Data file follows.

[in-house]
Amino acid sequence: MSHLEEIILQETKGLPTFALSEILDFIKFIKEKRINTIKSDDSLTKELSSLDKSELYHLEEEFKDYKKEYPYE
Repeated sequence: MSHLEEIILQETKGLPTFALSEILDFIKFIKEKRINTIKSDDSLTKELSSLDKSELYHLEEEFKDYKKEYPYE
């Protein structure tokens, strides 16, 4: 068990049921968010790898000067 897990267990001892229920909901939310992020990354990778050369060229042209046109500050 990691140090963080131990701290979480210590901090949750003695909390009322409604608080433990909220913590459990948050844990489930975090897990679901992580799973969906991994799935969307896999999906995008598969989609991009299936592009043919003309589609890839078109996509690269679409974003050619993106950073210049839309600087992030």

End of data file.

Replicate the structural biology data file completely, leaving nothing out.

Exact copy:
[in-house]
Amino acid sequence: MSHLEEIILQETKGLPTFALSEILDFIKFIKEKRINTIKSDDSLTKELSSLDKSELYHLEEEFKDYKKEYPYE
Repeated sequence: MSHLEEIILQETKGLPTFALSEILDFIKFIKEKRINTIKSDDSLTKELSSLDKSELYHLEEEFKDYKKEYPYE
């Protein structure tokens, strides 16, 4: 068990049921968010790898000067 897990267990001892229920909901939310992020990354990778050369060229042209046109500050 990691140090963080131990701290979480210590901090949750003695909390009322409604608080433990909220913590459990948050844990489930975090897990679901992580799973969906991994799935969307896999999906995008598969989609991009299936592009043919003309589609890839078109996509690269679409974003050619993106950073210049839309600087992030």